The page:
Students might notice a familiar face missing from the halls of Mossman this semester. Stephen Woodburn, associate professor of history, is on a sabbatical for the spring 2010 term. At Southwestern, faculty members are eligible for a sabbatical leave for one semester, with full pay, after six continuous years of service. According to policy, the purpose of a sabbatical is to encourage study and research to increase the effectiveness of a faculty member. According to Vice President for Academic Affairs and Dean of Faculty Andy Sheppard, “It’s most important for students to realize that all of the papers and tests students are required to take, professors do for fun.”
Normally a professor goes to another institution for research during a sabbatical. However, most of Woodburn’s work will be done from his home in Winfield. “I’ve got three girls in school and my wife’s a teacher, so I’m needed at home this term” said Woodburn.
In spite of staying home, Woodburn has several projects on the table for his time away from the college. “This month I’m finishing up a journal article on the Russian monument sculptor Tsereteli whose work is all over Moscow,” said Woodburn. “He’s donated four monuments to the U.S. since the 1970s, and I’m focusing on those.”
After his article is completed, Woodburn will return to his main project: translating a 560 page book by Danilevsky, a Russian nationalist, into English. The book was originally published in 1869 but went unnoticed until the Soviet Union collapsed in 1991. Woodburn said, “Suddenly Russians wanted to know what it means to be Russian if they’re not communist, not the Soviet Union anymore. They went looking for a usable national past and found my guy, Danilevsky. They keep coming out with new editions, so I know they’re still reading him.”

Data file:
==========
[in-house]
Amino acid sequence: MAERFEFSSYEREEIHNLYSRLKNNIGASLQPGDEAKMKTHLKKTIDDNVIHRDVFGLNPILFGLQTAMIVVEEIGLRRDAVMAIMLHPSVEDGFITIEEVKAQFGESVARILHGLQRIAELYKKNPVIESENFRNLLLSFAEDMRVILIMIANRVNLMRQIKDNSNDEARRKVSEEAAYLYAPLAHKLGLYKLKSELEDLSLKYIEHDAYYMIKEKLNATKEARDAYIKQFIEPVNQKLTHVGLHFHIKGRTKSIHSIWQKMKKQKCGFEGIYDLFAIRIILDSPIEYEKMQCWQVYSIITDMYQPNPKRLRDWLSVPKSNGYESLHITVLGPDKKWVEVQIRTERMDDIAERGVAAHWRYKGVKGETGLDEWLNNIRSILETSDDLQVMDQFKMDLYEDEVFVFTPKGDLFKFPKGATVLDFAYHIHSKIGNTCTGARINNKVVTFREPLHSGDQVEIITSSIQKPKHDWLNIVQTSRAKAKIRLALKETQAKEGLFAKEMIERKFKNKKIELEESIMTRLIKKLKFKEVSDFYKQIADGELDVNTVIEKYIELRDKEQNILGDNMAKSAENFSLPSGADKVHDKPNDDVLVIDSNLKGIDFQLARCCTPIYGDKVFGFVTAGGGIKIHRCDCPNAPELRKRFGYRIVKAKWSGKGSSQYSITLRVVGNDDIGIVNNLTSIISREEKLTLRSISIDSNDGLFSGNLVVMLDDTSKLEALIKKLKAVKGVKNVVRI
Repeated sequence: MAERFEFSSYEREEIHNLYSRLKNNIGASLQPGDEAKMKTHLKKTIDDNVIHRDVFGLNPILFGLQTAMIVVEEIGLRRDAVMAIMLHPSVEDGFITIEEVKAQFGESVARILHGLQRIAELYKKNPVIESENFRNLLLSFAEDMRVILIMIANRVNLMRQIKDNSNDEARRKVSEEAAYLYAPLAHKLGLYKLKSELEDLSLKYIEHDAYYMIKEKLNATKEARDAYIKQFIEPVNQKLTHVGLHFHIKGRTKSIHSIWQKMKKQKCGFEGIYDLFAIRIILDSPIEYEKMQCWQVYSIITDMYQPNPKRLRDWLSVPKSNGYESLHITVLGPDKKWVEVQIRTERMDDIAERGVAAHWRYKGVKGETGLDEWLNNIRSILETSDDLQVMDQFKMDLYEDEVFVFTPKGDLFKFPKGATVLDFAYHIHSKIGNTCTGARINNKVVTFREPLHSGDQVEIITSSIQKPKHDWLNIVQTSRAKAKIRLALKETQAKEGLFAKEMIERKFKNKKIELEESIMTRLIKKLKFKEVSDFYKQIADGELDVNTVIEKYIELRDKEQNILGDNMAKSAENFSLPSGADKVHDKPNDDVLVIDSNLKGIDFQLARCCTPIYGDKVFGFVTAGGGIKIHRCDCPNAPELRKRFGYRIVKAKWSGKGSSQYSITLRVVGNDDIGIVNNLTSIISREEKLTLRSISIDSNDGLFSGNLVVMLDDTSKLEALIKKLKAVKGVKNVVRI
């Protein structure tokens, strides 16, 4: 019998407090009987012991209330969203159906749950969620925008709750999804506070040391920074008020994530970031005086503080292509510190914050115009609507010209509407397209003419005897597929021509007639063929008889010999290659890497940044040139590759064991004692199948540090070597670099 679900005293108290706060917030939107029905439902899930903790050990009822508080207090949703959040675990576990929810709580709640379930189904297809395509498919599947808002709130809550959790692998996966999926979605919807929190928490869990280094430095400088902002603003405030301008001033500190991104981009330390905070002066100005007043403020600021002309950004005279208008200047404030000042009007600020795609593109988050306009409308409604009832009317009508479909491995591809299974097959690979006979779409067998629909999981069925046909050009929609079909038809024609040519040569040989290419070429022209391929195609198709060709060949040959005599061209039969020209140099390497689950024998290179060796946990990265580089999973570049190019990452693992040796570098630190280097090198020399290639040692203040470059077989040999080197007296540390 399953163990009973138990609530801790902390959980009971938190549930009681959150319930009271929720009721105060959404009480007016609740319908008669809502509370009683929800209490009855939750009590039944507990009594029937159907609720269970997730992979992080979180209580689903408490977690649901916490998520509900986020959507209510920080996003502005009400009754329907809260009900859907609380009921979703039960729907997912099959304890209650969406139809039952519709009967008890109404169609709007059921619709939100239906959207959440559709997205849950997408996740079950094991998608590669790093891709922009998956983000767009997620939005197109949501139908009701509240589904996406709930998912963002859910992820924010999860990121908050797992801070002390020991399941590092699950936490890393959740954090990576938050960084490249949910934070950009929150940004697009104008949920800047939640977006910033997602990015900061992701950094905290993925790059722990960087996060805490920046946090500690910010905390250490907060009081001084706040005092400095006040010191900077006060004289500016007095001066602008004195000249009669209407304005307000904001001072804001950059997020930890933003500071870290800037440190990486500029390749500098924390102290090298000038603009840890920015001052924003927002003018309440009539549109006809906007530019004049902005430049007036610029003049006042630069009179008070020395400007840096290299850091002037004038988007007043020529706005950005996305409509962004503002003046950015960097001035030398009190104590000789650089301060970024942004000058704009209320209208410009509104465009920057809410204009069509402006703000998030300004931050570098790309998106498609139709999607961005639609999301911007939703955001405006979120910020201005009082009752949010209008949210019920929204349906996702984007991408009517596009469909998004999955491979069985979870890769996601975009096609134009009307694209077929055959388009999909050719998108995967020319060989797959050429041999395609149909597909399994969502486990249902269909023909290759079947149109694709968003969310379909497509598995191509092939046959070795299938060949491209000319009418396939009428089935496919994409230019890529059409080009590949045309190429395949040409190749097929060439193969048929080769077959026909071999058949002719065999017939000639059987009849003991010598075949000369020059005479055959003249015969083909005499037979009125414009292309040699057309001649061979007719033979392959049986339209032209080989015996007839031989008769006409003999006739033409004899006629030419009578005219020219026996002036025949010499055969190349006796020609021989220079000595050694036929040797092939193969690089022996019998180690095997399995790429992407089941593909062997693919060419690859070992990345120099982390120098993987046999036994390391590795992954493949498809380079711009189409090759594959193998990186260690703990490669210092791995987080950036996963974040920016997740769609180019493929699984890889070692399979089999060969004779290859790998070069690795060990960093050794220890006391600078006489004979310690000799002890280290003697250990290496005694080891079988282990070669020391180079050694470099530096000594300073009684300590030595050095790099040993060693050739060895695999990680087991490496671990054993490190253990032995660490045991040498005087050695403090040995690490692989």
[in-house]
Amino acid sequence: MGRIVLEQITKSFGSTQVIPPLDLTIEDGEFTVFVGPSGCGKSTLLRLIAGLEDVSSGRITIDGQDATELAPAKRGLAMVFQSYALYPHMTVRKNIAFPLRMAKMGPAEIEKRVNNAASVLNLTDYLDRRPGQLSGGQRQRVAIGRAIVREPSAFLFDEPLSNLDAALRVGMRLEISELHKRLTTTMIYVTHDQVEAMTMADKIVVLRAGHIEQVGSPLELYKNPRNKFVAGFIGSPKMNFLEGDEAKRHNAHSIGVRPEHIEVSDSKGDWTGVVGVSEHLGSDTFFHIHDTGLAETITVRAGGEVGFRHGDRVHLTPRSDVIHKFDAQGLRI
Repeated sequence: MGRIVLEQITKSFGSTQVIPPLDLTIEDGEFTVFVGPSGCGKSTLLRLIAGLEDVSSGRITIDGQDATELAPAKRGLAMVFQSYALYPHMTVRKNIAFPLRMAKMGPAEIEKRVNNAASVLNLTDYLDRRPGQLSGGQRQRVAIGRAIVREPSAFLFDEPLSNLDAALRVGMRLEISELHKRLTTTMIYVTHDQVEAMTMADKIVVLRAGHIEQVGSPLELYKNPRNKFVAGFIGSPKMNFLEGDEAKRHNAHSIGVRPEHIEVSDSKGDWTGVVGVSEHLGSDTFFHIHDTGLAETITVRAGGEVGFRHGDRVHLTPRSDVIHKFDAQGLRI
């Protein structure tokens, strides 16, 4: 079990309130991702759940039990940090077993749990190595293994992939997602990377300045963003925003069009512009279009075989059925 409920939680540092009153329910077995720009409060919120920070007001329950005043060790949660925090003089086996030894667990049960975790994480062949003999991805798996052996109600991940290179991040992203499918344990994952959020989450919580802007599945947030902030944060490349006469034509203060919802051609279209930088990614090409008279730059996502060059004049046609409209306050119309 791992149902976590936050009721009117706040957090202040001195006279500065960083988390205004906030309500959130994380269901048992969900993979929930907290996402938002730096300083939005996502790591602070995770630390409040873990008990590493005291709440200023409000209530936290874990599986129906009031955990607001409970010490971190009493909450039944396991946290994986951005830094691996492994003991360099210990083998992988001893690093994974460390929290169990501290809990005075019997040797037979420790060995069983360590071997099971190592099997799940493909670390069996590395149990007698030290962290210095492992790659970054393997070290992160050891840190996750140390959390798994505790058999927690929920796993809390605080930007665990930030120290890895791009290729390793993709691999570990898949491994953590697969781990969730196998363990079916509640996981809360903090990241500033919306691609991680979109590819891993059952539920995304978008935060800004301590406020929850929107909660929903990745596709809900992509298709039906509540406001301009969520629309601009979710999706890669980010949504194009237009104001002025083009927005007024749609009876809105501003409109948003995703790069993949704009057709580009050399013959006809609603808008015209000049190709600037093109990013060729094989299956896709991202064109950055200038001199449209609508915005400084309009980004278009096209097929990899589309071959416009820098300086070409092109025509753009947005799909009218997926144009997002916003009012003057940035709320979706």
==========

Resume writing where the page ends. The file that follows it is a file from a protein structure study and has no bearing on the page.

Most of the translating for the book is complete. Woodburn is working on revisions for the translation and then will look for an academic press to publish his work.
Woodburn won’t be spending all of his time in Winfield. He was recently awarded a travel grant from the Kennan Institute at the Woodrow Wilson Center in Washington D.C. “These grants are competitive,” said Woodburn. “Two-thirds of applicants get turned down each cycle. There are four cycles per year.”
He will spend 10 days in Washington D.C. this April with other scholars and will be able to access some rare books on Russian history from the Library of Congress.
There is plenty coming up to keep Woodburn busy, though some students would prefer to see him in the classroom.
Rachel Muth, history junior, finds a little inconvenience in Woodburn’s absence this semester. “There are only so many history classes offered a semester and that number is decreased when one of the professors is gone. I dealt with the same issue last year when Phil Schmidt took a sabbatical.”
Woodburn jokes about the situation. “I doubt students will miss my classes much,” he said. “How they’ll be affected is they’ll have a lot less reading. I was slated to teach only electives this spring.”
Sheppard has a positive outlook for Woodburn’s return in the fall. “The more he learns and researches the more he brings back to the college. He’ll come back and be a more effective teacher,” said Sheppard.